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Thursday, December 8, 2022
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    Dirty energy no more

    HANOI (AFP) – Despite Vietnam’s solar boom and ambitious climate targets, the fast-growing economy is struggling to quit dirty energy – leaving one of the world’s biggest coal power programmes largely intact.

    During the COP26 climate summit last year, the government boldly promised to end the construction of new coal plants and phase out the dirtiest of those already running, even as energy demands soar in the manufacturing powerhouse.

    “But this is not actually what Vietnam is doing at a national level,” energy research and policy analyst at Climate Analytics Nandini Das told AFP.

    Vietnam pledged to reach net-zero carbon emissions by 2050, but with coal and gas still a major part of its energy mix one year later, that commitment is on shaky ground, she said.

    The authoritarian communist state has also jailed four green activists this year, including anti-coal campaigner Nguy Thi Khanh, alarming environmentalists who argue it will be even harder for Vietnam to banish dirty energy without them.

    “With the climate leaders in prison I think there’s grave doubt about the country’s ability to achieve its goals,” said director of the Goldman Environmental Foundation Michael Sutton.

    He said “leaders like Khanh are instrumental in building public support” for radical change to Vietnam’s economy.

    ABOVE & BELOW: A man cutting grass next to the solar panels; and a man sitting under solar panels at Sao Mai solar energy plant in An Giang province. PHOTOS: AFP

    A man standing besides the solar power panes on top of his house in Cam Mountain in An Giang province
    A security guard walks past a substation at Sao Mai solar energy plant

    After China and India, Vietnam has the world’s third-largest pipeline of new coal power projects. But at COP27 this week, G7 countries could announce billions of dollars in funding to help steer Vietnam away from fossil fuels and the country could attract billions more in clean energy investment as part of the Just Energy Transition Partnership.

    The rise of solar energy in the Southeast Asian nation has also been meteoric.

    The share of electricity generated by solar saw the biggest rise in the world in 2021, jumping to 10 per cent from two per cent a year earlier, according to independent energy think tank Ember.

    Last year, the country ranked in the top 10 globally for solar energy capacity.

    In the Mekong Delta, farmer Doan Van Tien – whose community is poor, remote and has little access to the national grid – is one of those who benefitted.

    For most of his life, he relied on a costly oil generator, until the arrival of 14 solar power batteries funded by Green ID, the non-profit environmental group founded by activist Khanh.

    “It changed my life a lot,” he told AFP, gesturing to his lucrative avocado and mandarin crops.

    “In the past we wanted to grow these fruit trees but we could not (afford to power) the water pump,” he said. Now he waters his plants for free.

    Others jumped on solar thanks to generous feed-in tariffs, but its success has hit a roadblock: infrastructure limitations mean transmission lines cannot handle supply spikes, forcing a limit on how much power operators can feed into the grid.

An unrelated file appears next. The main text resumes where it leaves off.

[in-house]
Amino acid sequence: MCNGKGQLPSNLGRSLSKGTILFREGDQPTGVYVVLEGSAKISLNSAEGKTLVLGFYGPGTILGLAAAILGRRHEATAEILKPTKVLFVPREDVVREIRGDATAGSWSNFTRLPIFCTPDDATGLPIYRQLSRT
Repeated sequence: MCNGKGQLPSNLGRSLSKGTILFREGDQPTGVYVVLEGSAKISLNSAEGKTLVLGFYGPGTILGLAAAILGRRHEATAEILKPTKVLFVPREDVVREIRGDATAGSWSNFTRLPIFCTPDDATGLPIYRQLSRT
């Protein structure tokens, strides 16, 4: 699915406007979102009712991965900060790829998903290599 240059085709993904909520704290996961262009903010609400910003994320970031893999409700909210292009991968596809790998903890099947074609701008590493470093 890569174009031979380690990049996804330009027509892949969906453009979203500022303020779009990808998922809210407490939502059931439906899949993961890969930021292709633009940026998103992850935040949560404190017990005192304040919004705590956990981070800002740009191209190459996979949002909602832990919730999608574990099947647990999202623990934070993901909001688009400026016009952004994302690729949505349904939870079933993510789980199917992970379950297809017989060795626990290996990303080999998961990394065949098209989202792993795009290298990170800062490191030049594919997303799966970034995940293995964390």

In other strides down a greener path, the environment ministry’s latest climate targets, issued in July, are “clear and much more ambitious than previous” goals, according to research fellow at the Crawford School of Public Policy at the Australian National University Thang Do.

    The ministry’s new strategy boosted the reduction target for greenhouse gases by 2030 from last year’s goal of nine per cent relative to business as usual, to 43.5 per cent.

    Emissions are expected to peak in 2035 before falling to net-zero in 2050.

    The problem, Das argued, is that the new policies have yet to be implemented.

    “We’ll give it six months to see,” she said.

    The arrests of climate campaigners have made Vietnam’s energy intentions even more difficult to decipher.

    Khanh worked closely with the government to find a way to reduce coal use, while NGO worker Dang Dinh Bach, made it his mission to inform residents about the health impacts of potential power plant projects.

    He “offered advice to them so they understood their rights and could practise those rights”, Bach’s wife Tran Phuong Thao told AFP.

    In 2017, Bach and his non-profit group Law & Policy of Sustainable Development, helped push the government into a rare climbdown over a power plant in Binh Thuan province that it had permitted to sink a million cubic metres of coal sludge into the sea.

    He was arrested in June 2021, and sentenced this year to five years in prison.

    Although there is little time to waste for Vietnam, one of the countries most vulnerable to climate change due to its long and densely populated coastline, researcher Thang believes there is no choice but to be patient.

    “The whole economy is now dependent on coal so that makes it very challenging to change,” he said.

    “It’s not an easy decision to make to just close a coal power plant and tomorrow we’ll open a solar and wind, it takes a lot of time and resources and also mindsets to be changed.”

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